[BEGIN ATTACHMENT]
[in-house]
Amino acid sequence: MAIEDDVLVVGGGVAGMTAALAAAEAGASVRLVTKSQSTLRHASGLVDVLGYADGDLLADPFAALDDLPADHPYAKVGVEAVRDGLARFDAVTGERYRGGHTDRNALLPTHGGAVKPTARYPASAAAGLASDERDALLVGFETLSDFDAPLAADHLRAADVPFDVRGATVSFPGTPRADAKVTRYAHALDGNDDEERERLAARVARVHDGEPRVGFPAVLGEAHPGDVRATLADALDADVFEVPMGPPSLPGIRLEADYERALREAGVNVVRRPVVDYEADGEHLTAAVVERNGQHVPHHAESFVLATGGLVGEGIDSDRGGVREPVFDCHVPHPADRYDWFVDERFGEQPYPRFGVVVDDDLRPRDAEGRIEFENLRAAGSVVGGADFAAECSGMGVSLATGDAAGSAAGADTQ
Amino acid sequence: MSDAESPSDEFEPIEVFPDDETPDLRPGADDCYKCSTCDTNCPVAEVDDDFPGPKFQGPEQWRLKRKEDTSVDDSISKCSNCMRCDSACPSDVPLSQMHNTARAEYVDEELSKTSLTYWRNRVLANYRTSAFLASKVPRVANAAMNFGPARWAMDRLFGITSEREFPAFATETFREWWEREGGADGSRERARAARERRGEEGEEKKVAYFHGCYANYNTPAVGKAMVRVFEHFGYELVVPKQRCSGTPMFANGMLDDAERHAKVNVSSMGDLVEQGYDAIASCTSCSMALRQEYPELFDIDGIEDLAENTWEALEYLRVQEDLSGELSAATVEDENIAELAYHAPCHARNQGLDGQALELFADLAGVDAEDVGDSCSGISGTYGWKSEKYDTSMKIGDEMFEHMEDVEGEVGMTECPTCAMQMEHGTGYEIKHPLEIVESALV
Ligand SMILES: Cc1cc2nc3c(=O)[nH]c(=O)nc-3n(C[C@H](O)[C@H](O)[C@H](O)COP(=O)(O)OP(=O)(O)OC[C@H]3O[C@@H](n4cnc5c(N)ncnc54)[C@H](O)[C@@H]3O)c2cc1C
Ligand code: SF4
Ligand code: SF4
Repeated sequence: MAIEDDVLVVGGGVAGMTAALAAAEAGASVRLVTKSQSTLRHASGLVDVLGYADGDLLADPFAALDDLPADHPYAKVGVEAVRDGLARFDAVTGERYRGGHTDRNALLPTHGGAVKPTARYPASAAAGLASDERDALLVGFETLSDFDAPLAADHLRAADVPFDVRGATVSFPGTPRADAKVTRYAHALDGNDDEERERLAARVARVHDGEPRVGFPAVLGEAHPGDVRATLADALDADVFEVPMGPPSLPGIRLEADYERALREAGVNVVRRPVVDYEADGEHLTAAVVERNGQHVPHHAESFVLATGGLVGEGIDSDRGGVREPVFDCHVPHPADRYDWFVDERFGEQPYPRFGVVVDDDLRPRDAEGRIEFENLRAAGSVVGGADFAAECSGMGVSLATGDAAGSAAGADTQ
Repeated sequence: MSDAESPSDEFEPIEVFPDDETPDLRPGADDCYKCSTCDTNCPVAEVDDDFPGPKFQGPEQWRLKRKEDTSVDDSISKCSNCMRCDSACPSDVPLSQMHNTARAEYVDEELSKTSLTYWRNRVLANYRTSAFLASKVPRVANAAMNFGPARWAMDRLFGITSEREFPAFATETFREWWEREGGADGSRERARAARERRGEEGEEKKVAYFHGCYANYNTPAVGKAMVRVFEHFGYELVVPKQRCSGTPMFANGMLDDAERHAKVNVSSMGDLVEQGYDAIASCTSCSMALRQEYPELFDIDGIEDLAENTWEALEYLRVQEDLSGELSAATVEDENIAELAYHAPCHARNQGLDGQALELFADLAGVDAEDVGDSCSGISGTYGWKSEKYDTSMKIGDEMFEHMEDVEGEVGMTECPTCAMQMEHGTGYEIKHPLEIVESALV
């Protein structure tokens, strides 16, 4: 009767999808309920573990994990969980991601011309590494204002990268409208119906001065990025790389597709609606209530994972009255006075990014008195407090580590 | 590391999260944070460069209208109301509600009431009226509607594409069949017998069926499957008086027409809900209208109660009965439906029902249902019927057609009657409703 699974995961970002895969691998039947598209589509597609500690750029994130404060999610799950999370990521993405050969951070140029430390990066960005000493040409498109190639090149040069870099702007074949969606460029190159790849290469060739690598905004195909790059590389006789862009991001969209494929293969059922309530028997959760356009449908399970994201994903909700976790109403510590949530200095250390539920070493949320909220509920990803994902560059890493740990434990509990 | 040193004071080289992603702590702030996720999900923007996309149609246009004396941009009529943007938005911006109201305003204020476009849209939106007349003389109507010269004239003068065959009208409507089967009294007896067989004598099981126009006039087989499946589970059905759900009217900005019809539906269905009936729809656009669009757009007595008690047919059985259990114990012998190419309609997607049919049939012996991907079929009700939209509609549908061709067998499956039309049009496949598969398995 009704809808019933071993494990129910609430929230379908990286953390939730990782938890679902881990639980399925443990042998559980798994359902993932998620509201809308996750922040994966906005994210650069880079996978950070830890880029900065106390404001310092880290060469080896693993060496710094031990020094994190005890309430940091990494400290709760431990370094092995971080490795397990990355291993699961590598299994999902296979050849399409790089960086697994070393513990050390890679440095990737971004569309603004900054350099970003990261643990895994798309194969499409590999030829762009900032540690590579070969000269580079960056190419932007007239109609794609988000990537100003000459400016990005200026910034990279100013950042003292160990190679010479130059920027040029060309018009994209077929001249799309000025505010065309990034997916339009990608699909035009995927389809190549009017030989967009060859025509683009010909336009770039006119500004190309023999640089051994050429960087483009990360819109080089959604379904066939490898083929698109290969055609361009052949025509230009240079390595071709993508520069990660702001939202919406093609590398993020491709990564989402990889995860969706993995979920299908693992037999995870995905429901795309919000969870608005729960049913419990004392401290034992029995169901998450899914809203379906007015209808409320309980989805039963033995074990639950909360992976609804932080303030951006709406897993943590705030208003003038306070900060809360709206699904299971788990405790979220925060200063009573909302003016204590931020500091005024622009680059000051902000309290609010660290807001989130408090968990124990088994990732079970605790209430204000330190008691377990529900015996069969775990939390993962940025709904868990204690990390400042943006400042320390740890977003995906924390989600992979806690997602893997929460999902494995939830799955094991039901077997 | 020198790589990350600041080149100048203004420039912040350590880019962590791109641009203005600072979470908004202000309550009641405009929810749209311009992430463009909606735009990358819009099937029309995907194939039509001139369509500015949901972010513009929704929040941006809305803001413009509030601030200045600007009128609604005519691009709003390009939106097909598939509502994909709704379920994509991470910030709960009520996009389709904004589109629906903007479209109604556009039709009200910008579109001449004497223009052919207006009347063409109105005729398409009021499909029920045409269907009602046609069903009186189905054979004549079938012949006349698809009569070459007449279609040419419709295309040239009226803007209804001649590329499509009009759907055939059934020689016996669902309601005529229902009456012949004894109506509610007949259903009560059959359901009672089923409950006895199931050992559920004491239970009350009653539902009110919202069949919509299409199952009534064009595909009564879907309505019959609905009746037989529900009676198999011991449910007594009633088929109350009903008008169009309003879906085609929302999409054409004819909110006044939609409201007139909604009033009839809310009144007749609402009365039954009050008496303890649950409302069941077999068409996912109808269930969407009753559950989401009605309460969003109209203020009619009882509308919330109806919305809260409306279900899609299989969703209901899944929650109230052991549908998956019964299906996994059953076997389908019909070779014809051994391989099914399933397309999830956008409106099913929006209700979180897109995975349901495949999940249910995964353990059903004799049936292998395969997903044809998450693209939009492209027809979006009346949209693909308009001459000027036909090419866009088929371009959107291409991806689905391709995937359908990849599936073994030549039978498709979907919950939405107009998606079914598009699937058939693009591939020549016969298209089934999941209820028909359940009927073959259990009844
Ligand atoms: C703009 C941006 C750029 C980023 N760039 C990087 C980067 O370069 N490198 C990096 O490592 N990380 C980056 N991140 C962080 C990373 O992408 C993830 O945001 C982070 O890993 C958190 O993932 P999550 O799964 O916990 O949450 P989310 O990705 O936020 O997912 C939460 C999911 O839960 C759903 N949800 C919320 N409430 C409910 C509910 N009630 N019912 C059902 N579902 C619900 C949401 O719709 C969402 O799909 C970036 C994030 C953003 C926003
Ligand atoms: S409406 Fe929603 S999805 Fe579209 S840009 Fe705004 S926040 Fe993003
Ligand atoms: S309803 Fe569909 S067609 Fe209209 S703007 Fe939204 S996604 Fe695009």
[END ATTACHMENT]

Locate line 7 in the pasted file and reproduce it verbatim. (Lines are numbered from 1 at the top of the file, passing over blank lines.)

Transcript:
Repeated sequence: MAIEDDVLVVGGGVAGMTAALAAAEAGASVRLVTKSQSTLRHASGLVDVLGYADGDLLADPFAALDDLPADHPYAKVGVEAVRDGLARFDAVTGERYRGGHTDRNALLPTHGGAVKPTARYPASAAAGLASDERDALLVGFETLSDFDAPLAADHLRAADVPFDVRGATVSFPGTPRADAKVTRYAHALDGNDDEERERLAARVARVHDGEPRVGFPAVLGEAHPGDVRATLADALDADVFEVPMGPPSLPGIRLEADYERALREAGVNVVRRPVVDYEADGEHLTAAVVERNGQHVPHHAESFVLATGGLVGEGIDSDRGGVREPVFDCHVPHPADRYDWFVDERFGEQPYPRFGVVVDDDLRPRDAEGRIEFENLRAAGSVVGGADFAAECSGMGVSLATGDAAGSAAGADTQ